And while there did seem to be a small amount of male voyeurism going on, it was not at all the impetus of the storyline. Ethan walks in on them accidentally, but the incident is pretty much absent of any "whoa-ho!" girl-on-girl moments, as he's really more gently concerned about why his best friend never told him she was gay (which she still insists she's not); in general Ethan doesn't make a big deal out of it. And Dr. Tom is the one who sort of pushes Erica away from her stubborn declarations that she's straight -- "Labels are for cans, not people," he says -- though because of their unsettling shrink-patient dynamic, that advice doesn't come off as admirable or innocent as maybe it should. But in spite of these moments, overall I would say that the Erica-Cassidy attraction was presented in good faith, as being about those two people alone -- and their feelings for each other -- as well as the implied fluidity of sexual orientation. Which was pretty cool, I thought.

That said, I found that the Cassidy storyline broke down just when I thought it was getting promising. For instance, the word "bisexual" was never one uttered. There was always the sense that you were either gay or straight, even though Erica's actual experiences with Cassidy, contrasted with the two guys (all of whom she cared about, and cared about her), seemed to scream otherwise. Also, the general theme behind the episode was unrequited love, more so than really examining the fluidity of sexual experience. By the end, it was about "all or nothing" commitments, and not really about Erica being more open to partners of different genders. Going into the episode, I was hopeful it might change the direction of the love plot entirely, but by the conclusion, the Cassidy arc felt more like a one-time, one-shot occurrence that probably won't be revisited. Still, I'm glad they went there, and maybe in the long run I'll be surprised, after all.

Turning to pure entertainment value for a second, one thing I enjoy immensely about this show is the use of music and current events from the different time periods Erica revisits. This taps into a nostalgic angle that I can't help but be sucked into, being 30 years old myself (Erica is 32). So far, these past mileposts/events range from the late 1980's when she returns to her Dirty Dancing-themed Bat Mitzvah where her overweight gay uncle serenades her in a Patrick Swayze-style boogie, to the mid-2000s when she and her sister get stranded at a house party during the East Coast blackout of August 2003. These incidents range from thematically resonant to absurdly comic, the latter evident in choices such as highlighting the Y2K parties of 1999, a quip about Chumbawamba totally not being a one-hit wonder back in 1997, or Erica reciting a bit of a Britney Spears' song (pre-"Baby One More Time") rather than the poem she actually wrote, and the irony of how the pretentious, verbally abusive creative writing professor loves the plagiarized "Baby One More Time" more so than her actual work.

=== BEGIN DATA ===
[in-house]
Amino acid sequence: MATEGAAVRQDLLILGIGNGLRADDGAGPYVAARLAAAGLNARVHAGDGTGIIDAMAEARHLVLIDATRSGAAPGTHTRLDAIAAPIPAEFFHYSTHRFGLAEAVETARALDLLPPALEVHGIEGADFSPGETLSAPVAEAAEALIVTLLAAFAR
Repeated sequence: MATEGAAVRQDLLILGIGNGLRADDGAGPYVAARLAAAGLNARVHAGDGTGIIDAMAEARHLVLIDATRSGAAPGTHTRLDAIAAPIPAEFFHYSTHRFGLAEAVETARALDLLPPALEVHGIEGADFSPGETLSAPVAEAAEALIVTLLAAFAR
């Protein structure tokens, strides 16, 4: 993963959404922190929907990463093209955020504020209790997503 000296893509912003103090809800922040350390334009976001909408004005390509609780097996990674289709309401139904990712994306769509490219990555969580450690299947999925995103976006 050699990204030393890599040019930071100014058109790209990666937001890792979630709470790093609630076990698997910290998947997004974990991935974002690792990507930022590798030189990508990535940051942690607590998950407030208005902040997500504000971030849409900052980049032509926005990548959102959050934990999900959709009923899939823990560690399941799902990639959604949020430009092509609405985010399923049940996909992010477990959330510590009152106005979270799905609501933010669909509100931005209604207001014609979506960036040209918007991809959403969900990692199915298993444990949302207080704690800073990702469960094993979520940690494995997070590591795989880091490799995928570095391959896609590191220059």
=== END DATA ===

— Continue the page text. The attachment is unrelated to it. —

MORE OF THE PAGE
Overall, Being Erica has its flaws, but actress Erin Karpluk makes Erica shine -- I find her to be an extremely endearing, likable actress who, along with the writers, creates a character absent of most female stereotypes. She is neither virgin nor whore, angel nor bitch, tomboy nor fashionista. And in the context of mainstream television, where shows are still rarely centered around one female character, I find Being Erica thoughtful, funny, and refreshing in its willingness to examine the joys, heartaches, and regrets of a single, 30-something woman trying to navigate her way through life on her own terms and in her own way.

Are other people watching this show? If so, what do you think of it?

Crossposted at Library Cat.

Friday, April 3, 2009

Iowa Comes Through!

The Iowa Supreme Court ruled in favor of same-sex marriage today -- unanimously. Iowa therefore becomes the third state to legalize gay marriage after Massachusetts and Connecticut (and of course briefly California, before the Prop 8 train wreck).

New Hampshire and Vermont are also closing in; Vermont's gay marriage bill passed both houses of the legislature, although it is now threatened by the governor's promised veto.

The fact that this occurred in Iowa of all places shocks some people (even in the Midwest, I would guess). But in terms of mainstreaming the marriage equality movement, the Iowa decision feels like a significant step forward in that it comes from the literal and metaphoric middle of the country, rather than one of the coasts. Are these really "activist" judges at work, as the anti-marriage folks claim? Really? Even in a unanimous ruling in Iowa? Maybe it's time the antis realize that equal protection under the law is a basic tenet of democracy, and not some radical, out-there idea.